In Pinot the Planet Trusts
By Mark Stock
The idea came first, as is the case with most things. And at the time, one can only imagine how silly it seemed: a festival devoted entirely to Pinot Noir set in the quiet, blue-collar agricultural town of McMinnville - population then roughly 18,000.
But there was something special to that initial 1985 conversation, most likely born of several glasses of prophetic and promising resident red wine. Two years later, the International Pinot Noir Celebration was created. Now in its 24th year, IPNC is widely considered the premier single-varietal gathering on the planet, drawing the attention of producers and tasters from as far away as Argentina and Israel.
This year, IPNC will attract some 700 die-hard fans of Oregon's leading grape, from internationally acclaimed vintners to rising culinary wizards. Some 60 producers will participate, alongside 50 Northwest chefs, for a long weekend of extensive tastings, pairings and educational seminars.
International wineries of note represented this year include Domaine Marc Roy of Burgundy, led by talented young winemaker Alexandrine Roy. The fourth-generation craftswoman has been working with Phelps Creek Vineyards in Hood River for the last few vintages, trying out her traditional winemaking approach on Oregon fruit.
From Patagonia, Bodega Chacra, a small producer in the Rio Negra Valley with estate vines dating back to 1936, will represent South America. The remote operation began much like the story of David Lett, "Papa Pinot," in untested, uncharted territory and against the advice of those in the know. Fortunately for us, Bodega Chacra held on and is now responsible for some of the most dynamic Pinot Noir in the Southern Hemisphere.
Food, Pinot's closest ally, will make its presence felt courtesy of wine country eateries like Tina's, The Painted Lady and Jory. Quite expectedly, many of the chefs on hand this year hail from Portland restaurants representing all food genres. Some of the most tantalizing include the meat-curing magicians of Olympic Provisions and the fine French-style sweets prepared by Pix Patisserie. Because all the chefs are based in the Pacific Northwest, it is virtually guaranteed that everything edible will not only be fresh, but also pair harmoniously with Pinot Noir.
Not to be missed is the famed Salmon Bake, held Saturday evening. The wild-caught fish is roasted on flavorful alder stakes over a massive, custom-created fire pit. The acclaimed event has spread as far as Pennsylvania Avenue, where the White House recently hosted local talent Jason Stoller Smith to re-create the salmon bake for a Congressional picnic. The former Dundee Bistro chef - now heading to the executive chef position at Timberline Lodge - recently described the event to the News Register as "crazy," referring to the fire pit he helped build on the White House lawn, just outside of the Oval Office.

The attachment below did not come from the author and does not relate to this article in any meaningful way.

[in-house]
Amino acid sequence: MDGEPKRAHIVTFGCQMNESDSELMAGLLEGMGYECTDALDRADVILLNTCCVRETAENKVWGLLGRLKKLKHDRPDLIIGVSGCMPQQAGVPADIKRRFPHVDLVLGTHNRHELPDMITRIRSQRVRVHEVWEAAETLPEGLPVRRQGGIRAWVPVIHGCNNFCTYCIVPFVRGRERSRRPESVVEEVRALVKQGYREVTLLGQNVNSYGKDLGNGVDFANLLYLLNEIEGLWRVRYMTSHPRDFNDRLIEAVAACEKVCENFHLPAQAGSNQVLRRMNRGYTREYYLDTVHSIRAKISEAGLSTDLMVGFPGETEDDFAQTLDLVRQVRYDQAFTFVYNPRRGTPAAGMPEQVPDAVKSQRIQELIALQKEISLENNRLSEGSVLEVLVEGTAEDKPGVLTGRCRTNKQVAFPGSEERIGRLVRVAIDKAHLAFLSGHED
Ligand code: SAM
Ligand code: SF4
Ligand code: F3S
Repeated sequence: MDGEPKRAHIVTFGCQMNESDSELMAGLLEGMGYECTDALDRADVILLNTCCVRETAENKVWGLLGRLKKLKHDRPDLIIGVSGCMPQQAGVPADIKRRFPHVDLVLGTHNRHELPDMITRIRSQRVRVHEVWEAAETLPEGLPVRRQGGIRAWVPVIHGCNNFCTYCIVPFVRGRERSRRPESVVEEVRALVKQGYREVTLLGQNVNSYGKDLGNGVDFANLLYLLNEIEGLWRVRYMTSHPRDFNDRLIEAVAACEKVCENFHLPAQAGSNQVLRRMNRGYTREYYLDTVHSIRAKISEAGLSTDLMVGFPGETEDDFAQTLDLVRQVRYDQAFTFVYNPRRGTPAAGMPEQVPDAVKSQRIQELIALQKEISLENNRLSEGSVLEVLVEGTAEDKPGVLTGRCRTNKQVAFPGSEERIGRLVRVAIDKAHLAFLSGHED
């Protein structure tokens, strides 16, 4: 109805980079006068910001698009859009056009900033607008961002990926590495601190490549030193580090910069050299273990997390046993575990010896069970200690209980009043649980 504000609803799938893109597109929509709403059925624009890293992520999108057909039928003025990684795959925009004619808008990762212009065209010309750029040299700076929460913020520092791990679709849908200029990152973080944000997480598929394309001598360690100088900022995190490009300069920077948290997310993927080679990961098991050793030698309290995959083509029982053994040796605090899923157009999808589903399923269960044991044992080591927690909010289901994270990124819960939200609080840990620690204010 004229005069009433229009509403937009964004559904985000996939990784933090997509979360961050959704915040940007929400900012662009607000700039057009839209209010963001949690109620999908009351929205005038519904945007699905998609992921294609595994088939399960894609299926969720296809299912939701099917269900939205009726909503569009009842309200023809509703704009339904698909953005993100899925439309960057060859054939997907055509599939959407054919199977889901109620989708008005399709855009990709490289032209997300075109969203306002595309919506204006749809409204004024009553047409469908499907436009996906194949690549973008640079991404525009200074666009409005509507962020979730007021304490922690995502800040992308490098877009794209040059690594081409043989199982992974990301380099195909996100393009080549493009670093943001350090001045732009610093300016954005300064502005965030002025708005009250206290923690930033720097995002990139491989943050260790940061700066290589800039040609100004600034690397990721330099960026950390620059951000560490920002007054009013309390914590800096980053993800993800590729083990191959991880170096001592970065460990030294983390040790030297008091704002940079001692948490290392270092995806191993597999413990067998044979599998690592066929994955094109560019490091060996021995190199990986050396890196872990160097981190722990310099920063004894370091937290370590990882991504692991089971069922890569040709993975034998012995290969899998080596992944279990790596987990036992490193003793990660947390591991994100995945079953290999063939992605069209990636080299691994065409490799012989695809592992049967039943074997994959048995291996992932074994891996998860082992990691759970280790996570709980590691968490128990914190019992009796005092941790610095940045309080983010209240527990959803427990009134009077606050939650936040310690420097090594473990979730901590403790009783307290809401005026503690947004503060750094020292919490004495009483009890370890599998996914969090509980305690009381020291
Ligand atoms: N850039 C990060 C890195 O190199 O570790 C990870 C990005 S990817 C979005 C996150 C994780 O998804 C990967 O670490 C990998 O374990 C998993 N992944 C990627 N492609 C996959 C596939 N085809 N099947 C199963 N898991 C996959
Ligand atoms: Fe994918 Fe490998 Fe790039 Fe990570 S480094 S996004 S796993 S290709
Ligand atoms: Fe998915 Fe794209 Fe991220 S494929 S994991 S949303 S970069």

The stories that spill from IPNC's signature event can be the stuff of tall tales. Writers often describe certain tables as "wine mosh pits," full of exquisite Pinots that many believed were only rumors.
While the wine tends to be great regardless, there are those special instances in which two winemakers will be seated side by side and begin a cordial and wine-soaked duel for table superiority. Bystanders get to savor the fruits of the battle, often tasting wines they'd never dream of, otherwise.
This year's Master of Ceremonies is Ray Isle, the food editor of Food & Wine magazine. Master Sommelier and renowned author Evan Goldstein will moderate a session on chefs - specifically pairings - while Isle will do the same for a session on winemakers. Vineyard tours and interactive courses on the art of blending will help round out the festive summer weekend.
An estimated 250 wines will be poured between July 23 and 25 at IPNC this year. They will crowd long tables and be passed around like the special - and in some cases extremely rare - artifacts they are.
In a single little city in the heart of the Willamette Valley, the infinite depth of Pinot Noir will be addressed. All voices will be heard, and the toast will undoubtedly be to its everlasting continuation as not only the region's, but also the globe's most mysterious and magnificent wine. ◊
Mark Stock, a Gonzaga grad, is a Portland-based freelance writer and photographer with a knack for all things Oregon.
International Pinot Noir Celebration
Location: Linfield College, McMinnville
Date/Time: July 23-25 (see web for times)
Tickets: $975 (full weekend);
$125 (Passport to Pinot); $150 (Salmon Bake); $125 (Sparkling Finale Brunch).
Information: 800-775-4762; www.ipnc.org